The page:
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Tips | Carolyn Hax: Is it bad for a child in the long run if mom and dad don’t talk?

Hello Caroline: I was in a 15 year relationship that ended about a year and a half ago. It was generally good, but quite complicated during the last five, with things we both did to make it that way. We never married, but we have a 9-year-old son together, and I also helped raise his now-adult son, treating him as if he were my own.

As things got worse to the point of us living as strangers in the same house, I realized that I really wanted to save our family. Her response was lukewarm. I suspected she was having an affair, but she lied to my face and cheated on me. Even after finding out the truth, I told him we could work it out. Finally, I caught her in another lie which was the last straw for her.

Based on legal advice, I planned to stay in the house until a parenting agreement was finalized. She was mean and unpleasant to the point where the situation was unbearable and I was forced to move. The only thing I took with me was some furniture and my car, although I invested in the mortgage, maintenance and improvements, doing much of the work myself. Even then, I wrote him a long letter thanking him for the relationship, expressing what it had meant to me, and apologizing for any harm I had caused him along the way.

What I got in return was a year-long legal battle just to get equal parenting time, custody rights, and medical decision-making. I won in all three areas. Now I’m in a relationship with someone who is loving, open, honest and transparent, and I feel good.

Here is my problem. I don’t want anything to do with my ex unless he is solely related to our son. I don’t want to be a co-parent; instead, I’m practicing parallel parenting. I don’t want to get involved and “be nice” when we are at his events. I totally ignore her. He is a very active kid, so there are a lot of events, practices, etc., sometimes several in a week.

Our son has not asked about the obvious lack of commitment. Do you think this is affecting him negatively? Do you think I should at least exchange greetings for his sake at the very least?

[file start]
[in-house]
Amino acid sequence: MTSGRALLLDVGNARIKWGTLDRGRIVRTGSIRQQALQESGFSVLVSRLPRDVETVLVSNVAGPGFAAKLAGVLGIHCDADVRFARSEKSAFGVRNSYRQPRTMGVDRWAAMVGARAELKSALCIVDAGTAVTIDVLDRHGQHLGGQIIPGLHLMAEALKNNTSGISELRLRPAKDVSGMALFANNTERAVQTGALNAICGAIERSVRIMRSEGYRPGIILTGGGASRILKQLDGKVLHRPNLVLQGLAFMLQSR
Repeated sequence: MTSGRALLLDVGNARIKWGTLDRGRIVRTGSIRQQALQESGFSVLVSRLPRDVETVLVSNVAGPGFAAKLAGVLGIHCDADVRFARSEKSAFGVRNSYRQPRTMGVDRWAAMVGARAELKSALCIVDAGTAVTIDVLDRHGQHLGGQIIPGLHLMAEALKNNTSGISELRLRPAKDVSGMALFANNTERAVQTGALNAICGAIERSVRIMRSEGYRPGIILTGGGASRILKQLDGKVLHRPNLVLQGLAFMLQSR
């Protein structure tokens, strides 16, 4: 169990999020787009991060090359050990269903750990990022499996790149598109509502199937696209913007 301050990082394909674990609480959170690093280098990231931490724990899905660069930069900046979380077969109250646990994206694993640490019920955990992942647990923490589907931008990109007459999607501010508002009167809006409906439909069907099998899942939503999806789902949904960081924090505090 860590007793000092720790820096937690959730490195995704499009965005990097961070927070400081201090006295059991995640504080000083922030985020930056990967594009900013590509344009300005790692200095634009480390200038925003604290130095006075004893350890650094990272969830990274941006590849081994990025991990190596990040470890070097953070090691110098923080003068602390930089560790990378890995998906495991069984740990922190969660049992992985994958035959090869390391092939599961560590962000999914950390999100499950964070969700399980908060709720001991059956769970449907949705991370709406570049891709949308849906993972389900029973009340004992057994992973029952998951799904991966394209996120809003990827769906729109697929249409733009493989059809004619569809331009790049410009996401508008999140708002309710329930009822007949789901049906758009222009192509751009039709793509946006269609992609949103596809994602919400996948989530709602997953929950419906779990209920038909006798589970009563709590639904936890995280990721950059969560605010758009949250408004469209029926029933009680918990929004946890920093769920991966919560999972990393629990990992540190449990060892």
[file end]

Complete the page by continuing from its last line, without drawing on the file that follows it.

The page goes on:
Tell Us: What’s your favorite Carolyn Hax column on becoming an adult?

A dad: This seems like a simple question with a simple answer: “Yes, ‘be nice’ for your son’s sake, because of course ignoring his mother has a negative effect.”

However, given the years of discord your child witnessed, you may be relieved that they are being avoided and prefer these events without fear of your parents fighting.

I’m not saying this is true or that ignoring each other is right. Treating people as if they don’t exist is objectively terrible and a last resort. What I mean is that “for his own good” depends on him, on how he really feels, not on me, you or any other adult who pronounces what is best for him. You are also not behaving in a vacuum; You can decide to say hello to your ex, but she decides how she responds.

Obviously, as a parent of a minor child, you must make decisions without firsthand knowledge of your child’s mental state. But he will be more useful to you if he works from broader goals focused on his mental health, using the reality he has versus what “should” be happening and using his senses to read what he needs. And let his simple daily conversation lead you to topics he is willing to talk about.

For example, it’s tempting to think, “I need to say hello to his mom so our son can see that we’re getting along,” such a simple and unobjectionable cause and effect. But delve deeper into why you’re considering this step: You want his world to be stable and supportive rather than a source of anxiety, so he has room to grow, try new things, and build trust. You want him to trust his parents and himself. Good?

If so, is saying hello to your ex the best way to go about it, given the realities at hand? It may be so. Maybe not, if participating would invite conflict. Maybe you let your anger cool and turn into indifference. Perhaps the answer is more creative programming. You may see which direction your child pulls you when you enter a room.

Surely the answer is not to ignore your mother just because I “don’t want” to deal with her. This is her child, not you, so this is good: she is asking the right questions to get better answers.

Even when you find out what he needs, it won’t be a set amount. At this time, a discreet distance might be most prudent. Over time, you may notice that you need something different or that your reality has shifted toward new options.

What remains constant is your child’s place at the top of your priority list. Be attentive and “listen” for things you don’t yet have the words or maturity to say. Prepare to be who he needs.

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